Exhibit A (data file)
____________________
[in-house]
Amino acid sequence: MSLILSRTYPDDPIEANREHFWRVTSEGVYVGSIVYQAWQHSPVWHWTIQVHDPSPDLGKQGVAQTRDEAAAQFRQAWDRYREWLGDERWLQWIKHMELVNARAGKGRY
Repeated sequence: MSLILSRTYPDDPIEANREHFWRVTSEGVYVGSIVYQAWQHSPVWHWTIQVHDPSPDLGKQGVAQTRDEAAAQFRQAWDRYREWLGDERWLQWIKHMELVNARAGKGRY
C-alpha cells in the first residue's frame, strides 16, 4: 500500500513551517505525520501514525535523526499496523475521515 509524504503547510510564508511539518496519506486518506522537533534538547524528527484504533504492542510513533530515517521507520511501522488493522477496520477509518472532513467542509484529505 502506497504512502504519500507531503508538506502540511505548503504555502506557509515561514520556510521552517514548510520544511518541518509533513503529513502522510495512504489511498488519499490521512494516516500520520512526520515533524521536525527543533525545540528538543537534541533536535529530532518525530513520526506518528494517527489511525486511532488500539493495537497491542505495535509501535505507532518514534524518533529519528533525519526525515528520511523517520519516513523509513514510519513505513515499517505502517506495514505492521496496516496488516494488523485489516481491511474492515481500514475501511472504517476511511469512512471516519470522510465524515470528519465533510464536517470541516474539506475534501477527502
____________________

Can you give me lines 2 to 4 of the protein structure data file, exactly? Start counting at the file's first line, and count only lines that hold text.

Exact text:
Amino acid sequence: MSLILSRTYPDDPIEANREHFWRVTSEGVYVGSIVYQAWQHSPVWHWTIQVHDPSPDLGKQGVAQTRDEAAAQFRQAWDRYREWLGDERWLQWIKHMELVNARAGKGRY
Repeated sequence: MSLILSRTYPDDPIEANREHFWRVTSEGVYVGSIVYQAWQHSPVWHWTIQVHDPSPDLGKQGVAQTRDEAAAQFRQAWDRYREWLGDERWLQWIKHMELVNARAGKGRY
C-alpha cells in the first residue's frame, strides 16, 4: 500500500513551517505525520501514525535523526499496523475521515 509524504503547510510564508511539518496519506486518506522537533534538547524528527484504533504492542510513533530515517521507520511501522488493522477496520477509518472532513467542509484529505 502506497504512502504519500507531503508538506502540511505548503504555502506557509515561514520556510521552517514548510520544511518541518509533513503529513502522510495512504489511498488519499490521512494516516500520520512526520515533524521536525527543533525545540528538543537534541533536535529530532518525530513520526506518528494517527489511525486511532488500539493495537497491542505495535509501535505507532518514534524518533529519528533525519526525515528520511523517520519516513523509513514510519513505513515499517505502517506495514505492521496496516496488516494488523485489516481491511474492515481500514475501511472504517476511511469512512471516519470522510465524515470528519465533510464536517470541516474539506475534501477527502